Capturing Your Customer's Needs and Turning them into Actionable Solutions for Prioritization

Posted by Maziar Adl
Maziar Adl
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Your company has created a product your customers love, and your sales team and distributors can hardly keep up with the demand. While your team is basking in the launch's success, you also know that it's only a matter of time before the competition launches something new. Unless you also introduce a new feature, you may lose some of your customers. Your team needs to focus on idea generation and prioritization to stay competitive. 


Creating an Idea Management System

Illustration: Gather around an ideaThe idea management process can be complex, no matter which method you use. With cross-functional teams, there are also many opinions and parameters that will influence your decision. One essential part of the process is to find out what your customers value most and how to deliver a product that helps them.

You've likely sought customer feedback to help determine their needs, but have you explored the deeper story? When you find out how to positively impact your customer's life beyond their immediate use of your product, you'll not only stand out from the competition, but you'll also gain loyal customers. 


Put Yourself in the Shoes of Your Customer

Illustration: managing customer reviews & feedbackWhen you put yourself into the shoes of your customer and understand their pain points, you'll make better decisions regarding your products. It helps to spend time with your customers, watch them use your product, observe their frustrations, and record opportunities for improvement. Most of all, empathize with them and focus on improving your product for their benefit. Next, you can share your findings with other stakeholders by using visual tools called empathy maps. An empathy map should capture what the customer says, thinks, feels, and does regarding your product.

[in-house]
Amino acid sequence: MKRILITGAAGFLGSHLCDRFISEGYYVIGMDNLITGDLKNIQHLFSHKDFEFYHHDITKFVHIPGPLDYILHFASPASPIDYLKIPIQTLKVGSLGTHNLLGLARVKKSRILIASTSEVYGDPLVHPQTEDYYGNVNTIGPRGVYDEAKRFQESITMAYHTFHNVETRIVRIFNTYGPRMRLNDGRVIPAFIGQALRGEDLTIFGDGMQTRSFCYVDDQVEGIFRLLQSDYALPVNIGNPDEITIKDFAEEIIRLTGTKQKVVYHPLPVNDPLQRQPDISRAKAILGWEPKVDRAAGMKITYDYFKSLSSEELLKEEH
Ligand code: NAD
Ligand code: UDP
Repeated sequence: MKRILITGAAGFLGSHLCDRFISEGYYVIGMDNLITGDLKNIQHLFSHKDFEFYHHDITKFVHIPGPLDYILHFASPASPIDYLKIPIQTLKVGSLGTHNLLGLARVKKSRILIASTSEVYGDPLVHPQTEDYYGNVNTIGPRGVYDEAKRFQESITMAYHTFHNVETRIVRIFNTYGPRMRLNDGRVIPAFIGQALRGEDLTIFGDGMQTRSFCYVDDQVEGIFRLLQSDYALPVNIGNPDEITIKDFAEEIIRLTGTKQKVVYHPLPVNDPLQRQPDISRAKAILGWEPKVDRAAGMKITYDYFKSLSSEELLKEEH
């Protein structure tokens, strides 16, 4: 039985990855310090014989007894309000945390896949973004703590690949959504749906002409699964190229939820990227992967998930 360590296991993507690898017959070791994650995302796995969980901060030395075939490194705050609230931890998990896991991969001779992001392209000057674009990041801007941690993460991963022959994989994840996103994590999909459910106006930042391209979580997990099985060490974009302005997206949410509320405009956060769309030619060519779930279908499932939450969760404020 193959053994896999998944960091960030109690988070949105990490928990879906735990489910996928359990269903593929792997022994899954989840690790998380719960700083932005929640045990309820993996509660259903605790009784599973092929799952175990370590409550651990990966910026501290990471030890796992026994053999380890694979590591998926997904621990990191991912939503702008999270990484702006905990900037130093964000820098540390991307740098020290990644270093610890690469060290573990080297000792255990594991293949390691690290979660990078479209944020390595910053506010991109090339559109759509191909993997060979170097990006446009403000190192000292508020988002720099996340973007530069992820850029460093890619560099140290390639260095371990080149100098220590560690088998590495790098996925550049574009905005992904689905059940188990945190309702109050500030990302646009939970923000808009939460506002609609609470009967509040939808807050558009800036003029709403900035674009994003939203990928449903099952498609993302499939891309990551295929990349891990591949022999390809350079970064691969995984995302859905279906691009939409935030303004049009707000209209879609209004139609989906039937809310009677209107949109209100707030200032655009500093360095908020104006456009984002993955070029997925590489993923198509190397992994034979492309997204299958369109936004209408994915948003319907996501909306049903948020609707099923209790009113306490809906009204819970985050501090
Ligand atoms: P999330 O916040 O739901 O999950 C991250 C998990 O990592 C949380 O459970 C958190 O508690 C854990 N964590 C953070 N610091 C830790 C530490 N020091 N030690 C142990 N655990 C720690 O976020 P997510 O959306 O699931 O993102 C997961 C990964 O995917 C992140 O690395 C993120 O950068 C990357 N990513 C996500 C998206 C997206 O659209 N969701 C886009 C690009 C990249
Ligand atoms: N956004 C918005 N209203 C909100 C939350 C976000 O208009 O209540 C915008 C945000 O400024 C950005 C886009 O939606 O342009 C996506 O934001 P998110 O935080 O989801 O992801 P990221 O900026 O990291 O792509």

You can fill in the details of your story by using customer personas or market segments. Telling a cohesive story about your customer using your findings, empathy maps, and persona details will help your stakeholders understand your proposed roadmap. They'll also be more likely to support it.  

One thing to make sure you focus on is the difference between your customers needs and solutions that satisfy them. As they say, customers don’t want a drill, they want a hole with a certain diameter to be created with a certain speed. But at times for customers to express their problems or refine the solution to meet their needs you need to iteratively ask for the problem, show a potential solution and get further feedback.


Four Examples of Customers Pains & Solutions

To illustrate the effectiveness of knowing your customer, here are four examples of customers and the products they need.


Customer #1: The Farmer

Illustration: Farmer & his cowLet's look at customer number one, a farmer in Montana. This farmer uses multiple pieces of equipment and machinery throughout the growing season, from a reliable tractor and various implements to the mighty combine harvester. To make a profit, the farmer needs his tools to work reliably and efficiently. He also needs his crops to produce a good harvest. While weather and the environment play a huge role in the success of the farmer on an annual basis, there is room for the farm equipment manufacturing company to make an impact on the farmer's daily business. 


Pain Points

The farmer's primary pain points include:

  • Time spent in the field
  • Price of fuel
  • Efficiency of his machines
  • Unpredictable weather
  • Environmental events



If you're a manufacturer of combine harvesters, you have several opportunities to help your customers beyond the quality or price of the machines you sell. You could prioritize features that will reduce fuel consumption and increase the output of the harvester, which in turn will reduce the amount of money the farmer spends on fuel and reduce the time he spends harvesting. 


Customer #2: The Teacher